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HomeLifestyleTech & gadgetsRF over fiber: overcoming an inherent transmission-line problem, part 2

RF over fiber: overcoming an inherent transmission-line problem, part 2

Learn the basics of how to use RF over fiber. You have many options.

Coaxial cable is widely used as it has many favorable attributes, but it is not the only or best choice in some cases. Part 1 covered the fundamentals. In part 2, we look at design issues.

RF waveguides

Figure 1. Waveguides are very effective at conveying and confining RF energy but are awkward to install and arrange, and also to reroute if needed. (Image source: Pasternack Enterprises)

Q: What can be used instead of a coaxial cable?
A: A very low-loss option is to use rigid waveguides (Figure 1) rather than coaxial cables — which are flexible waveguides for RF energy — but these are harder to set up, place and route, or re-route While waveguide dimensions get smaller as frequency increases making them somewhat easier to handle and place, they are still costly and awkward to use. Nonetheless, they are a very low-loss RF transmission-path solution.

Q: How does optical fiber fit into to RF transmission-line story?

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A: There advantages of optical fiber are the well-known: immunity to EMI/RFI, security against signal interception, lighter weight, flexibility, thinness compared to waveguides, and overall cost-effectiveness for a given level of performance and distance. But they are designed to carry electromagnetic energy in the optical spectrum, not electromagnetic energy in the radio spectrum.
Note that from a physics perspective, optical fibers are waveguides for optical energy, just as metal waveguides perform that role for RF energy. The use of optical fiber in place of coaxial cable to convey electromagnetic energy in a confined path is just another manifestation of Maxwell’s equations; after all, whether the energy is in the radio spectrum or in the optical spectrum, it is still governed by those equations.

Fiber optic transmitter receiver

Figure 2. The laser-diode transmit side and the photodiode receive side of the link each require sophisticated circuitry to ensure linearity and compensate for unavoidable imperfections and thermal effects. (Image source: Optical Zonu Corp.)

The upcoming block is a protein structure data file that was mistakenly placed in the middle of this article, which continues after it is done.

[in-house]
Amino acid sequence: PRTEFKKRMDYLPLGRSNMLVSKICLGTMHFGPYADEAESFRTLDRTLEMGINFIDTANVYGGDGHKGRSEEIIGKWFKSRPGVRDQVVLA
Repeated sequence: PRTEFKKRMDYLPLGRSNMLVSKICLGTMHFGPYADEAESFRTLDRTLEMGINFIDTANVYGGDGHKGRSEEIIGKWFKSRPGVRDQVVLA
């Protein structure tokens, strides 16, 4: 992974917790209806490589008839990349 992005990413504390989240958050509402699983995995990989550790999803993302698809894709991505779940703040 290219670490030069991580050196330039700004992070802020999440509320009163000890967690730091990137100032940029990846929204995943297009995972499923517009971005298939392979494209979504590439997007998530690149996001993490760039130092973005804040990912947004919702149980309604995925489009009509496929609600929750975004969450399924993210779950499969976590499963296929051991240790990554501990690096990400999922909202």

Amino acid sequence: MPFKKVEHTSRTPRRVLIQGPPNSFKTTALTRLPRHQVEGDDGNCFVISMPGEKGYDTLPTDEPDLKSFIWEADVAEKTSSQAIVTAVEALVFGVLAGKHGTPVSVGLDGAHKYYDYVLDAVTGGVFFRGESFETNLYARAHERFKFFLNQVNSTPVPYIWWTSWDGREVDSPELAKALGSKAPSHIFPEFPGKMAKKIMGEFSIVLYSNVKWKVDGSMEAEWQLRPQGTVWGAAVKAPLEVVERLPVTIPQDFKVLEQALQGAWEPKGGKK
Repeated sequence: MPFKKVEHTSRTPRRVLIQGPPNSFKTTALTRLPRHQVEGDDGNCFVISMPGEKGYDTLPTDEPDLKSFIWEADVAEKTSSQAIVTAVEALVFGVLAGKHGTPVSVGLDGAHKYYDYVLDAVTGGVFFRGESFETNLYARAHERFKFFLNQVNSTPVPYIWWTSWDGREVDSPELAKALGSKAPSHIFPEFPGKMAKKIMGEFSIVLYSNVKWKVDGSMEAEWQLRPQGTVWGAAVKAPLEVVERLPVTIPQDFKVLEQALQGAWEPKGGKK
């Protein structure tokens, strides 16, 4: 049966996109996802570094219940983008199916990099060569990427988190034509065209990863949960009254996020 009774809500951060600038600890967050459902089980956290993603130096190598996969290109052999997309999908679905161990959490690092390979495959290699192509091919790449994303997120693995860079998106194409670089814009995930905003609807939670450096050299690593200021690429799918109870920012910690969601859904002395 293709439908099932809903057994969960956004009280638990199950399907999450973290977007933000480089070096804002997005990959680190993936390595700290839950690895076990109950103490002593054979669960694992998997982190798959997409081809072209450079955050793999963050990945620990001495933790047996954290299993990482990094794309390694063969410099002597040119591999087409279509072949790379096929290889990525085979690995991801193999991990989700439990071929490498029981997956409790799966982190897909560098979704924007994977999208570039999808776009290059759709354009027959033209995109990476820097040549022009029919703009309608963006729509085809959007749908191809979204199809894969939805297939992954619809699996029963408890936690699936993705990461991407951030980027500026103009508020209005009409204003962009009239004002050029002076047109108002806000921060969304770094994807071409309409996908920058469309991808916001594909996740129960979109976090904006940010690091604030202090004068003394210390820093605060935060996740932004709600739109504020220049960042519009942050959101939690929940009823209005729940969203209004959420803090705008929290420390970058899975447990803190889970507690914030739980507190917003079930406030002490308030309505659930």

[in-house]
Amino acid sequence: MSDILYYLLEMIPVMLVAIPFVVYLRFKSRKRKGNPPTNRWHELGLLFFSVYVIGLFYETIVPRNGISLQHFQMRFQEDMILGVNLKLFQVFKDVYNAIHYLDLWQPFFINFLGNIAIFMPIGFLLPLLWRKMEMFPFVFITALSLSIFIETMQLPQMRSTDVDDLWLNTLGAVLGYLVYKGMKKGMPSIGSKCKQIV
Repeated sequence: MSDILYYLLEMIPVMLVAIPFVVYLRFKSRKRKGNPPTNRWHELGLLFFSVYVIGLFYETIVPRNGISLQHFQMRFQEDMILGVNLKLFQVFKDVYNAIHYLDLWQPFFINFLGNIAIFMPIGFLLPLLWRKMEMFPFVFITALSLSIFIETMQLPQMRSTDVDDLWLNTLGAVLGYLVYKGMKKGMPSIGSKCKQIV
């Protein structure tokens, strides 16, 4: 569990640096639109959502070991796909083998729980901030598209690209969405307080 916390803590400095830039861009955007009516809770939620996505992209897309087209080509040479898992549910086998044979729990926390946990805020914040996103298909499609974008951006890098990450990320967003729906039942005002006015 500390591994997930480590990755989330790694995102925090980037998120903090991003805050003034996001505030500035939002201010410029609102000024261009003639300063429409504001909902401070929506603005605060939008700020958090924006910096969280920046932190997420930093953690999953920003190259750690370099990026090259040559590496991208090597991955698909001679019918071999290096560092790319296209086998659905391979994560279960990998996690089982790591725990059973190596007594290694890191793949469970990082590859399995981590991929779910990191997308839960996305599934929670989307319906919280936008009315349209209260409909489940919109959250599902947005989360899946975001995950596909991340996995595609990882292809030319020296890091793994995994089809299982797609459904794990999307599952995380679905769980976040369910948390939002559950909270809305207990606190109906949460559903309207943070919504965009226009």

Q: Those attributes are well known, but that’s for digital signals on optical fiber. So how does RFoF work?
A: Those attributes still apply, with a twist. The RFoF signal chain looks straightforward but with two unusual blocks: a laser-diode electrical-to-optical converter (E/O modulator) at the transmit side and the complementary phototransistor-based optical-to-electrical converter (O/E demodulator) at the receiver side.
The RF signal intensity modulates the laser directly without any frequency shifting, creating a linear optical signal which represents the original analog RF signal, except now it is a modulated optical signal, Figure 2. Impedance-matching circuits are used to maximize power transfer and minimize reflections of RF signal power at the transmitter, or photodiode output at the receiver back to the source, which would cause distortion and nonlinearity.
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Q: Is it just a matter of controlling the optical-signal amplitude?
A: Yes in the general sense, but not in the technical sense: this is intensity modulation rather than amplitude modulation. That’s because you can’t change the amplitude of a photon, which is constant and solely a function of the photon’s frequency (wavelength). What you do control and modulate is the number of photons created, with each photon having that pre-defined energy value commensurate with its frequency.

Laser diode photodiode

Figure 3. Understanding the transfer function of the laser diode and the photodiode is critical to achieving the desired overall performance. (Image source: Optical Zonu Corp.)